Lessons in the New Philanthropy
“Non-Profits Struggling to Keep up with Need”
These are the headlines that greeted me as I began my first days as president and CEO of the Southwest Florida Community Foundation (SWFLCF) nearly a year ago. In recent years, Southwest Florida has been identified nationally as one of the areas hardest hit by the recession.
The first question most people asked me when I accepted my new position was, “Why?” Why would you take a position that centers on charitable giving when it is at an all-time low? The question was easy for me to answer. I did not really want to focus on the giving for giving’s sake, but rather what it could accomplish in our communities. People give because they are inspired to make a difference. Giving might be down, but inspiration is not. There are endless opportunities for philanthropy to thrive in Southwest Florida. Each of us can make an impact during a critical time in our history and the beauty of establishing endowed funds at the SWFLCF allows the gifts to last forever. I want to be part of making that happen.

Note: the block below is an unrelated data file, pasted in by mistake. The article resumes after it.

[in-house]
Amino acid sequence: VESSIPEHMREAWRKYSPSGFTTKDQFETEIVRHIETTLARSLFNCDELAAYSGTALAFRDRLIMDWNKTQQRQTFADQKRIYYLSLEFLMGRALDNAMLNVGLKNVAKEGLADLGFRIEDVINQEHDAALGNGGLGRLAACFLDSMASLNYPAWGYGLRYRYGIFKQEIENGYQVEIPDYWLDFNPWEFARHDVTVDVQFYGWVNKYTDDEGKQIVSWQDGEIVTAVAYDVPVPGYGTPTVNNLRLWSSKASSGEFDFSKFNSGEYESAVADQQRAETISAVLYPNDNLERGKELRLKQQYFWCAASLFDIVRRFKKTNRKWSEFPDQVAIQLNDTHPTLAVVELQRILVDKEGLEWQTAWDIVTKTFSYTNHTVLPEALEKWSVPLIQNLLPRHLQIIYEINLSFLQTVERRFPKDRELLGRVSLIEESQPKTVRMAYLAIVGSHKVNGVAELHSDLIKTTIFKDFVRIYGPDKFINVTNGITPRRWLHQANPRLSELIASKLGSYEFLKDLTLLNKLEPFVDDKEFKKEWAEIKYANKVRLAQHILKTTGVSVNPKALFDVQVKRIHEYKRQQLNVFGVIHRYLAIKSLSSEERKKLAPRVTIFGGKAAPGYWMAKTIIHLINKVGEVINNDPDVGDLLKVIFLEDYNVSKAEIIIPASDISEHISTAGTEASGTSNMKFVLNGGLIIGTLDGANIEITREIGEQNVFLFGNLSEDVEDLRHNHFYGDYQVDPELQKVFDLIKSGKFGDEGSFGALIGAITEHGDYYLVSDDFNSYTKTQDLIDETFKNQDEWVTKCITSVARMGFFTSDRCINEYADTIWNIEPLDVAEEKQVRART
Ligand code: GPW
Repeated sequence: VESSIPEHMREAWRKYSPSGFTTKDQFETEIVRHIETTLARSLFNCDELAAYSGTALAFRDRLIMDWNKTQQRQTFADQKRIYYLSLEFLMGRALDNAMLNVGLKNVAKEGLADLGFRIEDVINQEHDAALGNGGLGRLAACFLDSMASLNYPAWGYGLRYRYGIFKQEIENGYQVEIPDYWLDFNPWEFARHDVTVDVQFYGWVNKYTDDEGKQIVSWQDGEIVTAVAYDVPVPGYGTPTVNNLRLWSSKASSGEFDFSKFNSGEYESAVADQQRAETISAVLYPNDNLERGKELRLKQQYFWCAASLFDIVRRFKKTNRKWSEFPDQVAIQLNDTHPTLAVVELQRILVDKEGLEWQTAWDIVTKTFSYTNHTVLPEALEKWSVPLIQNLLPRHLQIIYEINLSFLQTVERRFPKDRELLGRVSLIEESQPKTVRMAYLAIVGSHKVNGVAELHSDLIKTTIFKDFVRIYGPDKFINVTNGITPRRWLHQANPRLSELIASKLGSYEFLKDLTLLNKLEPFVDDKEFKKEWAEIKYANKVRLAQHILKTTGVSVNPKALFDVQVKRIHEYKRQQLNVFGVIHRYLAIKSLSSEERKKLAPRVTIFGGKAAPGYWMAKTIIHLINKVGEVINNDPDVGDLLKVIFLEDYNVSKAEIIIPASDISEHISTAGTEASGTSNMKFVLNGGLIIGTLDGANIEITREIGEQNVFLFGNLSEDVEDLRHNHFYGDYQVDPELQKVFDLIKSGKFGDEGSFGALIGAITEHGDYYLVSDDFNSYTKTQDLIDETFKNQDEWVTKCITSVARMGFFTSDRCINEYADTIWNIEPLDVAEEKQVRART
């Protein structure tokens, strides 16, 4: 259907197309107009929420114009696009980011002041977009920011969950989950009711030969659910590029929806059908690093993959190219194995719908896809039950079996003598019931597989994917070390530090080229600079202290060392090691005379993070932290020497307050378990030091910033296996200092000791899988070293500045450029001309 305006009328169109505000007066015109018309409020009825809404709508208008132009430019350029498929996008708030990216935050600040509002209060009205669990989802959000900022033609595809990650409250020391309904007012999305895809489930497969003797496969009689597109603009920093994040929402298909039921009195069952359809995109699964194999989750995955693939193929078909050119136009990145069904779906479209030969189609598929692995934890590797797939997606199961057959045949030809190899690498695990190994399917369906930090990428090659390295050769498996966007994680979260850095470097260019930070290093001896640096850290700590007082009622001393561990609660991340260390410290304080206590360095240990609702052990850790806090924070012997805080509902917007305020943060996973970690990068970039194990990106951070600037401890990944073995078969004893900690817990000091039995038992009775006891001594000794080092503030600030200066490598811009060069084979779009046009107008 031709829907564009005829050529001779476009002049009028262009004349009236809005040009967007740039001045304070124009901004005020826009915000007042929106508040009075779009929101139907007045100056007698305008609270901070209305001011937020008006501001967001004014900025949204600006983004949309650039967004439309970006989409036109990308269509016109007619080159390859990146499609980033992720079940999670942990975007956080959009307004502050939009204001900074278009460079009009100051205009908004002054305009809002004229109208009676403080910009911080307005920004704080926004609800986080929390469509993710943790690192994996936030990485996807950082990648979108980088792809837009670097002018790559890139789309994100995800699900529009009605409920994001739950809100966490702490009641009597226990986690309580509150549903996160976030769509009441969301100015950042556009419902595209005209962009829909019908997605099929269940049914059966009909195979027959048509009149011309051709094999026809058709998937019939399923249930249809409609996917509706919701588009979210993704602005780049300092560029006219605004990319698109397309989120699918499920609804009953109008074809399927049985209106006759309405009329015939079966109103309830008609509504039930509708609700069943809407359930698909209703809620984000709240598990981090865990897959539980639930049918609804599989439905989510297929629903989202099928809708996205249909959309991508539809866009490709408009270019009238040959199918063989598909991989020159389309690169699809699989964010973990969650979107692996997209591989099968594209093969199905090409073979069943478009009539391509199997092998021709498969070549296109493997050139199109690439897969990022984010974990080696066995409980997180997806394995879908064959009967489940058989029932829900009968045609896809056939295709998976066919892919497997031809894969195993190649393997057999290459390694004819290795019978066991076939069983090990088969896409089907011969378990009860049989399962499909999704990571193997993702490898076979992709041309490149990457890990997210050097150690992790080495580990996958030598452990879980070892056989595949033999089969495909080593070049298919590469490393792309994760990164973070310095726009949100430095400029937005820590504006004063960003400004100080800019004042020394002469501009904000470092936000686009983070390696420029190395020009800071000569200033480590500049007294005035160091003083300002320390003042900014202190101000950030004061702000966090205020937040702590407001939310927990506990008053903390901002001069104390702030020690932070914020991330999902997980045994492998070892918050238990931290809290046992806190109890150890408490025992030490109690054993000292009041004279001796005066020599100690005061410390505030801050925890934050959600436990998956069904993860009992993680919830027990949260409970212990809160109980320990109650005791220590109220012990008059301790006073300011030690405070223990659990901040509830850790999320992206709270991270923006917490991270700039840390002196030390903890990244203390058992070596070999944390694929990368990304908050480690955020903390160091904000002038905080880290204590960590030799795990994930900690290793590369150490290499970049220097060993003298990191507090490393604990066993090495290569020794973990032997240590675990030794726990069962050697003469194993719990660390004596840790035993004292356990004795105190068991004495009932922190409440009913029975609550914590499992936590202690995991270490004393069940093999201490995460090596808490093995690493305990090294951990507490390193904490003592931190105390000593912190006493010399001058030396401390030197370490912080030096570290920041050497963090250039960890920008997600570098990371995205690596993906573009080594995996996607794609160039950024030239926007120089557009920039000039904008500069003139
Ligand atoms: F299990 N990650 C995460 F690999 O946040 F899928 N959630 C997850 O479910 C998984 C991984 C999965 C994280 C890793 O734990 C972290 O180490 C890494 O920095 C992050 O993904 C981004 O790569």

Many people see philanthropists as highly visible, ultra-wealthy folks donating large portions of their fortunes to charity. But that image is less true these days. Our troubled economy has created a new type of philanthropist. Giving is not gone. We just need to re-imagine philanthropy in our region. Who are the new philanthropists and how will they change Southwest Florida now and in the future?
As part of my first year, I wanted to seek out the new faces of philanthropy and begin to engage these people in building social and financial capital to meet the needs in our region. Each day in my first year has provided me lessons in giving. Below are just a few of them. They have inspired me and I hope they will inspire others about ways to give differently.